Social partnership agreements failed – now what?
On 14 December 2012, after several months of negotiations behind closed doors, the EU social partners issued press releases concerning the current state-of-play. While the European Trade Union Confederation (ETUC) in its statement assessed the employers’ final offer as inadequate and therefore deemed continuation of negotiations to be impossible, the employers complained in a joint statement that the ETUC had not yet replied to its offer. The Commission had agreed to an extension of the negotiating period beyond the nine-month period until 31 December 2012. The ball is now in the Commission’s court. Indeed, it may set the EU legislative process in motion with a proposal for revision of the Directive.
Balance between living and working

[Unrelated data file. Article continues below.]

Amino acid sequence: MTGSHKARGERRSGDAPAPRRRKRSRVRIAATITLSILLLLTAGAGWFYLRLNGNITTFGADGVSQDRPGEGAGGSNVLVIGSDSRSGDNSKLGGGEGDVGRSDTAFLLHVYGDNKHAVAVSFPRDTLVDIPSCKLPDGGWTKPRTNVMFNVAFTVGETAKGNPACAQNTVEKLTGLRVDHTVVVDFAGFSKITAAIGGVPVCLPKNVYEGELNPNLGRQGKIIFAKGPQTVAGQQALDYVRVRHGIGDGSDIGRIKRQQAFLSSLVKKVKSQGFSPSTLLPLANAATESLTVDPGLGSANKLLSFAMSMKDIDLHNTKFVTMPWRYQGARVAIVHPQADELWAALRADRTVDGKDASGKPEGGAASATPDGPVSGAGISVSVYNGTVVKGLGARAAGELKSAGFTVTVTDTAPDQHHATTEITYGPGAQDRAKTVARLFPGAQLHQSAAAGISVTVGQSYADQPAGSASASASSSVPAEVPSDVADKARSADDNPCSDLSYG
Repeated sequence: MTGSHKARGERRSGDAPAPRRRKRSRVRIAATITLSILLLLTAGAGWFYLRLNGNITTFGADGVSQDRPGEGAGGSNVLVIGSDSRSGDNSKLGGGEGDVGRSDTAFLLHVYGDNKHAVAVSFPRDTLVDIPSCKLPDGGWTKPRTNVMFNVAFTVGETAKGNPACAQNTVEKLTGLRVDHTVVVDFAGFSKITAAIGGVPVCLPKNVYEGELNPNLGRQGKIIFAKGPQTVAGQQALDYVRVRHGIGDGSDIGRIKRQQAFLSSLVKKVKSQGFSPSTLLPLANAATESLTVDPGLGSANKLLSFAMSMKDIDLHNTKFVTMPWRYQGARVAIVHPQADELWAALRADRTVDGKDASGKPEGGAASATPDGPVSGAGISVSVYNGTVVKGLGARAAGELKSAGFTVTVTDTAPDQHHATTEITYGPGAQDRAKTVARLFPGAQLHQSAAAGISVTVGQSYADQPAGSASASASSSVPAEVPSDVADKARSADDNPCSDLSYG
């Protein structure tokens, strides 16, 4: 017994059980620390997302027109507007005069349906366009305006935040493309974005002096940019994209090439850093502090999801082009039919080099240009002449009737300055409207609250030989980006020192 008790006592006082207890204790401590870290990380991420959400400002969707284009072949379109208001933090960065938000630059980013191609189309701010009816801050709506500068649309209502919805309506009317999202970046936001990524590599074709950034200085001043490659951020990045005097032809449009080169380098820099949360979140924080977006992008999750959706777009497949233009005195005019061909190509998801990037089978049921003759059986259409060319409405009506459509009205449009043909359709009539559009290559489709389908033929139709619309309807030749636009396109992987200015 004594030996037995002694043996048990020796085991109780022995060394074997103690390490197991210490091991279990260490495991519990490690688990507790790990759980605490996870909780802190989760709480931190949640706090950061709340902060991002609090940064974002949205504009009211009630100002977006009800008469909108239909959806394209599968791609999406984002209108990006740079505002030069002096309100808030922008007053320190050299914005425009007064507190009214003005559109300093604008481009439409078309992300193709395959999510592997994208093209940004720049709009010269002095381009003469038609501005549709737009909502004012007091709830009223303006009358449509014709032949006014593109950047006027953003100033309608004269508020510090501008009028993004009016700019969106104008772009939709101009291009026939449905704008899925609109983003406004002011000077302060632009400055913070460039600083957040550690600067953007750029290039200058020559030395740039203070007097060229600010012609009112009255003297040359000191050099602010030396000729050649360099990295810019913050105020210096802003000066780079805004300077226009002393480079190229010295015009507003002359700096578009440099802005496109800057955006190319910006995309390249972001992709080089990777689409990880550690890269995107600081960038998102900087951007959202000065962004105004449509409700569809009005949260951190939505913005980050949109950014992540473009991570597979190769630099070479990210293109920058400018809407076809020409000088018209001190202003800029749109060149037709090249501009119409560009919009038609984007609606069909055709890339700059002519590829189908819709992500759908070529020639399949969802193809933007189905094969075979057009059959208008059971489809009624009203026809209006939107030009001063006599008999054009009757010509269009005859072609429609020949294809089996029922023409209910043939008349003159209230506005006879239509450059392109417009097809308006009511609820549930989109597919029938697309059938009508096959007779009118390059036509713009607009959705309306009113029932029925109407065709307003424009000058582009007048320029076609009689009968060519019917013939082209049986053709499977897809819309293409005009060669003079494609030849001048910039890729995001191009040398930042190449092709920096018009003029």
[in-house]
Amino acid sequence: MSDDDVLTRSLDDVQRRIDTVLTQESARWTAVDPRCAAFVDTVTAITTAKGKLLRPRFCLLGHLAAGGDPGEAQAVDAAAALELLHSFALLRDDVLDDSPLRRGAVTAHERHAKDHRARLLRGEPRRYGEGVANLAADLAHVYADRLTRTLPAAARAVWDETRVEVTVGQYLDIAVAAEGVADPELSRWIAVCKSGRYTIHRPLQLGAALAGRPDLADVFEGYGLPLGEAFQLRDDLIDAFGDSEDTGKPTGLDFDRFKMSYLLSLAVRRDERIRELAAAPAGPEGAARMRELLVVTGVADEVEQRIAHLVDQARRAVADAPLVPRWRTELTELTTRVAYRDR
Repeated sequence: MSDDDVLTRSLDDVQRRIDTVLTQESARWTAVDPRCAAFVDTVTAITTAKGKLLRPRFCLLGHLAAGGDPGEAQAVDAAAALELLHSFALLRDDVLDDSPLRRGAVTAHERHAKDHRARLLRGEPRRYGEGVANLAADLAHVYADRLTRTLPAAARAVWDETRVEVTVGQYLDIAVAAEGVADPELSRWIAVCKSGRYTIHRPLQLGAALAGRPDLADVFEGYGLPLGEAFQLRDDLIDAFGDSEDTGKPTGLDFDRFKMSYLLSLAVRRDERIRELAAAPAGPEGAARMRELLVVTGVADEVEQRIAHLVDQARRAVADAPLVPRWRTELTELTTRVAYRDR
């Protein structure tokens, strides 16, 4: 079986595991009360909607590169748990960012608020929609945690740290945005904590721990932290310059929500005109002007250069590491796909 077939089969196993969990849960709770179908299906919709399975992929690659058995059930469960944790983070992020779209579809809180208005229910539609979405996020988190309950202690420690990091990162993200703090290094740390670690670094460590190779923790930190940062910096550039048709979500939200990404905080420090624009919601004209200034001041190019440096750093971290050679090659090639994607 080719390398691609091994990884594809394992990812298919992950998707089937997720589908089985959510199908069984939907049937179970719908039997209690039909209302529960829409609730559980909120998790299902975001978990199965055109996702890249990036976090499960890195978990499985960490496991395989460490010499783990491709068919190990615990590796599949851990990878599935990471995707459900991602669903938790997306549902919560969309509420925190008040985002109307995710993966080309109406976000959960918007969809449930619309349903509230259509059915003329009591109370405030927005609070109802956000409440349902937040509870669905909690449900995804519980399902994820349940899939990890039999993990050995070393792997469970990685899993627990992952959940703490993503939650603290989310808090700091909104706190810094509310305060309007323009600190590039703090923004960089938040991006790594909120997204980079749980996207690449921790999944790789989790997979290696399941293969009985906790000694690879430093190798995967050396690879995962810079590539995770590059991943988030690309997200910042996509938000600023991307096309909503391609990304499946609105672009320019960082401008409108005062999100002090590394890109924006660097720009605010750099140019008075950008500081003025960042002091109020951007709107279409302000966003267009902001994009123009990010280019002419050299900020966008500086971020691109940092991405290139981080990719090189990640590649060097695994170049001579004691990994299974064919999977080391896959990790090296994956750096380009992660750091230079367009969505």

Revision of this Directive is still encumbered with other outstanding issues, such as the question of finding a balance between private and family life and work. This could be supported through synchronisation of the weekly rest period. Although the current Directive provides for a minimum uninterrupted rest period of 24 hours in every seven-day period plus the daily rest period of eleven hours, the element of synchronisation is not taken into consideration at all. However, this is vital to maintaining a balance between living and working. What time is there for family life if the father’s day off is on Tuesdays and the mother’s on Wednesdays? In the absence of any synchronisation whatsoever, what time is there for neighbours and friends, or for going to the sports club? How can one commit to a church choir or to voluntary work that makes such an important contribution to our society? Are not all these activities important for the psychological well-being of workers, and therefore part of the health that should be protected by the Directive?
It remains to be seen whether the Commission will manage, perhaps even before the end of its current mandate, to present a draft with enough force to cut right through the ‘Gordian knot’ of the current negotiations.
Translated from the original text in German